Okay, I’m going to tell the St. Patrick’s Day story which remains one of my favorite memories, not only of St. Patrick’s Day, but of middle school and my chilidhood in general.
By St. Patrick’s Day 1989, my future was ahead of me. I had only two months and a couple of weeks left attending Arabi Park Middle School. I had been accepted to Brother Martin High School to attend the eighth grade at the Gentilly campus starting that August.
I was definitely the first from Arabi Park to attend Brother Martin–boys didn’t attend Arabi Park until August 1987–and I was probably one of the very few to migrate from the St. Bernard Parish public school system to Brother Martin. Holy Cross was the prime destination for St. Bernard boys if they didn’t end up at Chalmette or St. Bernard High Schools, or Andrew Jackson Magnet, where Stacie and many of my classmates from Arabi Park ended up.
St. Patrick’s Day fell on a Friday. It was the last day before school closed for a week prior to Easter, which was March 26. Teachers were in no mood to teach; in fact, almost all of them had fun activities or just rolled out the TV and let us watch.
A school dance was scheduled that night. From November through May, there was a monthly dance one Friday night for the seventh and eighth grade students. I always went alone, and I always was too damn scared to ask someone to dance with me. And then I started to cry. The only ones who were nice enough to dance with me were Rosemarie Renz and Stacie, although once in a while I would dance with someone else.
For the March dance, the Arabi Park Student Council was raffling off a limosuine ride to the dance for the winner and five others.
I decided to go all out for it. I bought as many chances as I could, and by time lunch rolled around, I began to field questions about people wanting to ride if I won.
First, I had to win. Second, who would I take? Would I just take five guys, or would I ask the ladies?
Part of me really wanted to take five girls. Stacie, however, said no way. She had a date with Glen Weaver, her on-again, off-again boyfriend at Arabi Park. Allison Richardson, Stacie’s best friend, was interested. She wanted to go in the limo if I won. But who else would I take?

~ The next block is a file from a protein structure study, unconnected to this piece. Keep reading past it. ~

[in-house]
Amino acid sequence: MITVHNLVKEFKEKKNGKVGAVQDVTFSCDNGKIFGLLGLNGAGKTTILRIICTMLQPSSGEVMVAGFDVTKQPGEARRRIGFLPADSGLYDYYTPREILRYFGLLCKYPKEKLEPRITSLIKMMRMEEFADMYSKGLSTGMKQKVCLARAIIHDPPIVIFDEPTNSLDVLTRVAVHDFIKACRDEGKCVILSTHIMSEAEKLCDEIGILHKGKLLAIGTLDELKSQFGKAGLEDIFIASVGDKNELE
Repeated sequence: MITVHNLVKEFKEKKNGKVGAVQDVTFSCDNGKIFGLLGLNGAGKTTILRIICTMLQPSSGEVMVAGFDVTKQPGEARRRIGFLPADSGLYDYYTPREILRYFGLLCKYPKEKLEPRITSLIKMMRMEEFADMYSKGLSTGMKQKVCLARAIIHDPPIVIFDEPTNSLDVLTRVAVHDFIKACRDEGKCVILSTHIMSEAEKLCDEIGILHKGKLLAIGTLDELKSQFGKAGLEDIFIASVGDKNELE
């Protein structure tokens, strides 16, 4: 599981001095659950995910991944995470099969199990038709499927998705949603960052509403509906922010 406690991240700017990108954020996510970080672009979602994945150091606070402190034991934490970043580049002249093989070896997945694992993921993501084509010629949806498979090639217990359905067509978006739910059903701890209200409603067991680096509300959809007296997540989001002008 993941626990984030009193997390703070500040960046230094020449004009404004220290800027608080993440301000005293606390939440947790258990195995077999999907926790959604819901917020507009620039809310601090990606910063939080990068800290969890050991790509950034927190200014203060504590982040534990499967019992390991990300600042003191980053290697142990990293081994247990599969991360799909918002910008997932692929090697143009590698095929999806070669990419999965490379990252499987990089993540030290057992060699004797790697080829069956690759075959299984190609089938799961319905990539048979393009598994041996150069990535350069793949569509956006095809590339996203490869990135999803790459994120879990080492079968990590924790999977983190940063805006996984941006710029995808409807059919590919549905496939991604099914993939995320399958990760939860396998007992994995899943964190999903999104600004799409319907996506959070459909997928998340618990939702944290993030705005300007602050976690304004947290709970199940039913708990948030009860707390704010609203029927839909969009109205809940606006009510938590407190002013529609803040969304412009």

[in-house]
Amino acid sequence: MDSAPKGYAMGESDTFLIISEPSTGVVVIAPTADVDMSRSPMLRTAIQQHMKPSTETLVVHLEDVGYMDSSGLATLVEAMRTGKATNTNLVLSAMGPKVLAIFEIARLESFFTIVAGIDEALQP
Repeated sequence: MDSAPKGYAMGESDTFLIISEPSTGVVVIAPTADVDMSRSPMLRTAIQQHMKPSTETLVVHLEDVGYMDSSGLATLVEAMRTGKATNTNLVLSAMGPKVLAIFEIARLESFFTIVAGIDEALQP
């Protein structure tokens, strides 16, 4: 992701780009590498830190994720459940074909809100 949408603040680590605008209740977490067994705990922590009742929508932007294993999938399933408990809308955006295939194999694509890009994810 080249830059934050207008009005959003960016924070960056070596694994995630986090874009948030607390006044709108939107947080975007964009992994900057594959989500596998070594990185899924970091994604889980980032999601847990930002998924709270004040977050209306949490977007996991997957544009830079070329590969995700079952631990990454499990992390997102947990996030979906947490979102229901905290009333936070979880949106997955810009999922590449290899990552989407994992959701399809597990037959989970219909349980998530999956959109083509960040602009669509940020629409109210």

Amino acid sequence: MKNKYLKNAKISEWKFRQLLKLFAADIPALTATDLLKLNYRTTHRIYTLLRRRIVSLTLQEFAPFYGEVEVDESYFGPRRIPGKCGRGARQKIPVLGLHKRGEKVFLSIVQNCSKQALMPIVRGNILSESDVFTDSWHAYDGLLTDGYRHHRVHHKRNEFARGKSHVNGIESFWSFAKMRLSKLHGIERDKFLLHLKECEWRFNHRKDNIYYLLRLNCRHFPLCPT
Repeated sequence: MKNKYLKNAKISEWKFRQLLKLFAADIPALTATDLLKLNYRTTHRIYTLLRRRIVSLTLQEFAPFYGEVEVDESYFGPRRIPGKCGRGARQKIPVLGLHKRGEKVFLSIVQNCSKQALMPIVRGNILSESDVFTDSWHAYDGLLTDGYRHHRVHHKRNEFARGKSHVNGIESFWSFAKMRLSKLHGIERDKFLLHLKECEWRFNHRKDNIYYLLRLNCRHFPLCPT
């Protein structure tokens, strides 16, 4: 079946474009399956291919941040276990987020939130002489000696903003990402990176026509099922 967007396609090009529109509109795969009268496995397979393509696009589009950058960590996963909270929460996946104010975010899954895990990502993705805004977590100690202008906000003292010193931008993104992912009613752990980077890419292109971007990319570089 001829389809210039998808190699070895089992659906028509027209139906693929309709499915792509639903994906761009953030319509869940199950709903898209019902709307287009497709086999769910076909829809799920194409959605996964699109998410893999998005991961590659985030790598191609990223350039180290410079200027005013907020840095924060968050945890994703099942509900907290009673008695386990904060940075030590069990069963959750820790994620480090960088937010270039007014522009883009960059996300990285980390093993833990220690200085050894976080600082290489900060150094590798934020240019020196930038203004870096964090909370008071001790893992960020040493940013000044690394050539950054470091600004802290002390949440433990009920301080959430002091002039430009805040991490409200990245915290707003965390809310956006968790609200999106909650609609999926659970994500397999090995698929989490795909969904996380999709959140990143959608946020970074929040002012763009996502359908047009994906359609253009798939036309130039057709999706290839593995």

After the abbreviated class schedule ended, there was a mini-fair in the gym. Someone came up to me and told me I had won the raffle.
By then, the choice was easy. I picked five boys to ride: Jason Malasovich, Jared Couture, Brandon Miller, Jack Bastoe and Joe Monaghan. I wanted Shawn O’Neil to come, but he didn’t go to the dances.
We decided to meet at Jack’s house, since he lived farthest from Arabi Park. That was Jason’s idea. Good work. Jason lived closest to the school, so it would have done us no good.
We rode in the limo for about half an hour before arriving at school. I got some cheers as I emerged. My mother was there to take a picture. She chaperoned the dance that time because she was afraid trouble would ensue. Stacie’s mother, Kathy, was also a chaperone that evening. I danced with her, as I did with Rosemarie, Allison and Stacie.
If I had to do it over again, I would have taken the girls. Stacie may not have gone, but Allison would. I probably would have included Toni LaRocca. Rosemarie probably.
I still regret I didn’t stay close to the gang at Arabi Park after leaving for Brother Martin. It really ate at me for a long time, all the way until the day I pulled into 1224 North Brooks Street in Russell to begin my new life.
I miss those guys. I wish I had the money to bring them all up to Kansas City for a reunion, or I had the time to go to the Big Easy.